This WSJ headline is missing a word: Again. The Eurocrisis has been moving in slow motion since we discovered that Greece was not forthright with its government finances. We are all sick to death of the seemingly endless repetition of the Eurocrisis news cycle, and I do not see the endgame coming anytime soon.
This article analyzes where the Eurocrisis is heading based on upcoming key events on the calendar. This is an excellent review of those events and what they could mean, but I believe that the article is too alarmist. Europe is not in as bad shape as some people want you to believe; in the short-term, that is. In the long-term, countries will either have to default on their debt or make drastic budget cuts to avoid the default; however, Europe currently finds itself in an equilibrium . While their economies are in recession and their budget situations are becoming more dire by the day, they have the money and some tricks up their sleeve to keep the train on the rails a bit longer.
I couldn’t tell you how long this situation can persist without an adverse event causing a market panic. No one can, but the current situation can persist indefinitely.
In the second paragraph, the writer implies that Spain is getting close to losing access to bond markets. Foreign demand for Spanish bonds has been close to zero for quite some time, but Spanish financial institutions still can keep these domestic bonds on the books at pretty much face value.This quirk of the capital rules assures steady demand for quite some time.
The ECB will give Spanish banks loans against the bonds without a haircut through its liquidity programs. The Spanish banks can (and will) continue buying Spanish bonds, pledging the bonds for cash and using the cash to buy more bonds. All the while, the banks collect the interest from the bonds, which is much higher than the dirt-cheap rate they pay the ECB. I am aware that this scheme will eventually lead to disaster, but not today. The Spanish situation will remain static indefinitely.
In the third paragraph, the article rightly points out that Greece needs more cash. So what? Greece always needs more cash. It has needed more cash since it left the Ottoman Empire in 1821, and the world hasn’t ended. The reason why Greece will not be allowed to default and start the much touted contagion effect is because it is cheap to keep Greece afloat. For €28bn in two easy payments of just €14bn a year, you can keep Greece from defaulting.
This paltry sum is a rounding error in the multitrillion dollar Eurocrisis. The ECB could easily get Greece this sum with the same backdoor bailout that it used in August to keep Greece from defaulting on a €3.2bn bond payment due to the ECB. No one wants to be blamed for a Greek default, so the Eurozone will keep it afloat indefinitely. A Grexit or Greek default will not be the cause of the meltdown.
Another important event highlighted by the article is the German Constitutional Court ruling on the ESM. If the court says, “Neine,” then the Eurozone loses its paymaster and all of the hope and prayer keeping markets buoyant will dissipate instantly causing a huge market meltdown in Europe.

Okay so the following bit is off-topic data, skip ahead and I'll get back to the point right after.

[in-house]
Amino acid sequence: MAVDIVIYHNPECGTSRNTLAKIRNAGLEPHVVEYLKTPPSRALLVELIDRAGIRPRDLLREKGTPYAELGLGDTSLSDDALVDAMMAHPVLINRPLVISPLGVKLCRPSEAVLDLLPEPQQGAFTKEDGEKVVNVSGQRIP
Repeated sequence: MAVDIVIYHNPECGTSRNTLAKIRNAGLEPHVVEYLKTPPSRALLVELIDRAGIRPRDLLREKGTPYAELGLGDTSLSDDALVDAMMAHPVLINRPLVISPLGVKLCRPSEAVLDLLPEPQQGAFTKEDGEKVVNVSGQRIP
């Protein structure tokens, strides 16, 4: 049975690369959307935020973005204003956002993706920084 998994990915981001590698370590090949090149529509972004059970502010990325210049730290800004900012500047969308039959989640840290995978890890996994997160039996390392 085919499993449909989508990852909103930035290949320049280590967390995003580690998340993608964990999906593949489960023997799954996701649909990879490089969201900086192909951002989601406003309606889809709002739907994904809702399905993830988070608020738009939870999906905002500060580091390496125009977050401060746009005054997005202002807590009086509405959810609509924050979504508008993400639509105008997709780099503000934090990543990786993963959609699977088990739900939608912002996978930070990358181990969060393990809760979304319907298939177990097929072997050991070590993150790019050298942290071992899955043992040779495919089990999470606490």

This adverse consequence is exactly why the German court will not rule against Germany’s involvement in the ESM. The German court is a group of politicians, and what politicians do is avoid blame and take credit wherever possible. If the German court rules against the ESM creating a market panic, it will lose a great deal of credibility and gain a lot of blame. The Court will rule in favor of German involvement with a minor caveat or two that does not restrict the ability of the German taxpayers to be on the hook for unlimited liability.
On the same day the court decision is due, we have Dutch elections. The anti-Europe parties are drawing support of roughly one-third the Dutch electorate. This figure is significant, but it is no game-changer. Exiting the euro has many consequences. Even if the anti-Europe parties form a governing coalition, it will be years before they are able to make any drastic changes in the Dutch relationship within the EU and Eurozone.
Lastly, the article rightly mentions that the ECB head Draghi will continue to jawbone. For example, the ECB assures us that it is “designing” a bond-buying program. Folks, a bond-buying program is no 787. It does not take a team of people working for years to design; basically, you need one bureaucrat, a pot of coffee, a couple of croissants and a day. It can’t be a Friday, though. Nothing gets done on Friday. This stalling is just jawboning, and it has proven highly effective so far. There is no reason to believe that it will stop working.
The event that starts the Europanic will not be something of which we are aware. These types of risks can be ameliorated. What will happen is that there will be a big surprise, a.k.a. the black swan, that catches everyone off guard and ultimately starts the endgame.